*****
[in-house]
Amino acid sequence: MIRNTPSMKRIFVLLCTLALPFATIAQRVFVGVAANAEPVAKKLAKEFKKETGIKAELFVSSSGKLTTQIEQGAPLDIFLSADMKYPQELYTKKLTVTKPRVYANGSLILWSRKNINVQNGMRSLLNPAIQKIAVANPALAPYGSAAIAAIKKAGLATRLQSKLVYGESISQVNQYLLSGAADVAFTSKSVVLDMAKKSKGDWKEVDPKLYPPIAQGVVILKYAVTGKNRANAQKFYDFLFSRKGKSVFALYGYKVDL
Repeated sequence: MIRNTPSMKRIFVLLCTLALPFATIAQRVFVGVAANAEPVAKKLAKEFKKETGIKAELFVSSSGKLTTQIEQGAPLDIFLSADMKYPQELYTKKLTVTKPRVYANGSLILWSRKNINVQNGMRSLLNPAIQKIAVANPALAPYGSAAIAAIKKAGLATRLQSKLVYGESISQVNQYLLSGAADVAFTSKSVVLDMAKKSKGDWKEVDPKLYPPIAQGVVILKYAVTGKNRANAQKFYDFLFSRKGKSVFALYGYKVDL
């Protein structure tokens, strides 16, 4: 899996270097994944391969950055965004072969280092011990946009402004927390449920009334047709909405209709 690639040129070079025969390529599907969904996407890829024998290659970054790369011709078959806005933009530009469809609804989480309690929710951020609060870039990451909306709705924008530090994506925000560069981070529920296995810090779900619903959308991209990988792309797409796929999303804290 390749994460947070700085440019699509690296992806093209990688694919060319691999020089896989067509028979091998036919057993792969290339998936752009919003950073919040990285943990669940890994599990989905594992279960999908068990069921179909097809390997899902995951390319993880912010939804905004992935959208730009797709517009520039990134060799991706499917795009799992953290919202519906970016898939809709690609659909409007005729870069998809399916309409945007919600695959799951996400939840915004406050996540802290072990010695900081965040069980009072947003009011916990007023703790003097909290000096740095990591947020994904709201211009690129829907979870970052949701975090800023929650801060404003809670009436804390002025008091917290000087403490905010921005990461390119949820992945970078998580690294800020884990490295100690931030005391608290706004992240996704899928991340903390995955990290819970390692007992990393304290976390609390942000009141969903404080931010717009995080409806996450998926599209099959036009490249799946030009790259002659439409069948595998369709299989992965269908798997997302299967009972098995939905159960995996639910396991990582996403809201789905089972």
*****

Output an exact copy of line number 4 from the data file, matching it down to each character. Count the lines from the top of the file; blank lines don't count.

């Protein structure tokens, strides 16, 4: 899996270097994944391969950055965004072969280092011990946009402004927390449920009334047709909405209709 690639040129070079025969390529599907969904996407890829024998290659970054790369011709078959806005933009530009469809609804989480309690929710951020609060870039990451909306709705924008530090994506925000560069981070529920296995810090779900619903959308991209990988792309797409796929999303804290 390749994460947070700085440019699509690296992806093209990688694919060319691999020089896989067509028979091998036919057993792969290339998936752009919003950073919040990285943990669940890994599990989905594992279960999908068990069921179909097809390997899902995951390319993880912010939804905004992935959208730009797709517009520039990134060799991706499917795009799992953290919202519906970016898939809709690609659909409007005729870069998809399916309409945007919600695959799951996400939840915004406050996540802290072990010695900081965040069980009072947003009011916990007023703790003097909290000096740095990591947020994904709201211009690129829907979870970052949701975090800023929650801060404003809670009436804390002025008091917290000087403490905010921005990461390119949820992945970078998580690294800020884990490295100690931030005391608290706004992240996704899928991340903390995955990290819970390692007992990393304290976390609390942000009141969903404080931010717009995080409806996450998926599209099959036009490249799946030009790259002659439409069948595998369709299989992965269908798997997302299967009972098995939905159960995996639910396991990582996403809201789905089972």